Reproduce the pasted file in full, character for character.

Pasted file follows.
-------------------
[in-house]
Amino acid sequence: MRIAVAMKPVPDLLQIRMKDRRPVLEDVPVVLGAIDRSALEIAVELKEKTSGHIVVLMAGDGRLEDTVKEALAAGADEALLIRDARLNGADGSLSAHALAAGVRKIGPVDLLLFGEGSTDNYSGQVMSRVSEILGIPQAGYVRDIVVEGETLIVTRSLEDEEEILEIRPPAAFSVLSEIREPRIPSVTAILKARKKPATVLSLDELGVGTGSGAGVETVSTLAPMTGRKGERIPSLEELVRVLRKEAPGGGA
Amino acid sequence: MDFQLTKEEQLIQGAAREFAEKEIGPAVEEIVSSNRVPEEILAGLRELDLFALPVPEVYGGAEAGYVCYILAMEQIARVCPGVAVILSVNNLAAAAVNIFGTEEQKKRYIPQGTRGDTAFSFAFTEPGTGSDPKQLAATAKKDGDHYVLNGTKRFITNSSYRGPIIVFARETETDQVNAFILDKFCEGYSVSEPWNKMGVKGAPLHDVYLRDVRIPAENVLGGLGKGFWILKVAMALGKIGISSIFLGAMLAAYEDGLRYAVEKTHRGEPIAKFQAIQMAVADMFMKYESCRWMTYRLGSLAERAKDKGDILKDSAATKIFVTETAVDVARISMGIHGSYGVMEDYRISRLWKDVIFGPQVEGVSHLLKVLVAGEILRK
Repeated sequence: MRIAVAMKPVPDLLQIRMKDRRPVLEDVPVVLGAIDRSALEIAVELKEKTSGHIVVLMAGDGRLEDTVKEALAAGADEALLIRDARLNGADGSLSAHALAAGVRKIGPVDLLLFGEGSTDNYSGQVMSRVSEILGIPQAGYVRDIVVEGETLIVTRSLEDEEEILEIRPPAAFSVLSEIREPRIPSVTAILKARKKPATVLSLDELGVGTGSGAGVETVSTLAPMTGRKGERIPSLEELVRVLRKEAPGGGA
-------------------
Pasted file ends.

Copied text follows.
[in-house]
Amino acid sequence: MRIAVAMKPVPDLLQIRMKDRRPVLEDVPVVLGAIDRSALEIAVELKEKTSGHIVVLMAGDGRLEDTVKEALAAGADEALLIRDARLNGADGSLSAHALAAGVRKIGPVDLLLFGEGSTDNYSGQVMSRVSEILGIPQAGYVRDIVVEGETLIVTRSLEDEEEILEIRPPAAFSVLSEIREPRIPSVTAILKARKKPATVLSLDELGVGTGSGAGVETVSTLAPMTGRKGERIPSLEELVRVLRKEAPGGGA
Amino acid sequence: MDFQLTKEEQLIQGAAREFAEKEIGPAVEEIVSSNRVPEEILAGLRELDLFALPVPEVYGGAEAGYVCYILAMEQIARVCPGVAVILSVNNLAAAAVNIFGTEEQKKRYIPQGTRGDTAFSFAFTEPGTGSDPKQLAATAKKDGDHYVLNGTKRFITNSSYRGPIIVFARETETDQVNAFILDKFCEGYSVSEPWNKMGVKGAPLHDVYLRDVRIPAENVLGGLGKGFWILKVAMALGKIGISSIFLGAMLAAYEDGLRYAVEKTHRGEPIAKFQAIQMAVADMFMKYESCRWMTYRLGSLAERAKDKGDILKDSAATKIFVTETAVDVARISMGIHGSYGVMEDYRISRLWKDVIFGPQVEGVSHLLKVLVAGEILRK
Repeated sequence: MRIAVAMKPVPDLLQIRMKDRRPVLEDVPVVLGAIDRSALEIAVELKEKTSGHIVVLMAGDGRLEDTVKEALAAGADEALLIRDARLNGADGSLSAHALAAGVRKIGPVDLLLFGEGSTDNYSGQVMSRVSEILGIPQAGYVRDIVVEGETLIVTRSLEDEEEILEIRPPAAFSVLSEIREPRIPSVTAILKARKKPATVLSLDELGVGTGSGAGVETVSTLAPMTGRKGERIPSLEELVRVLRKEAPGGGA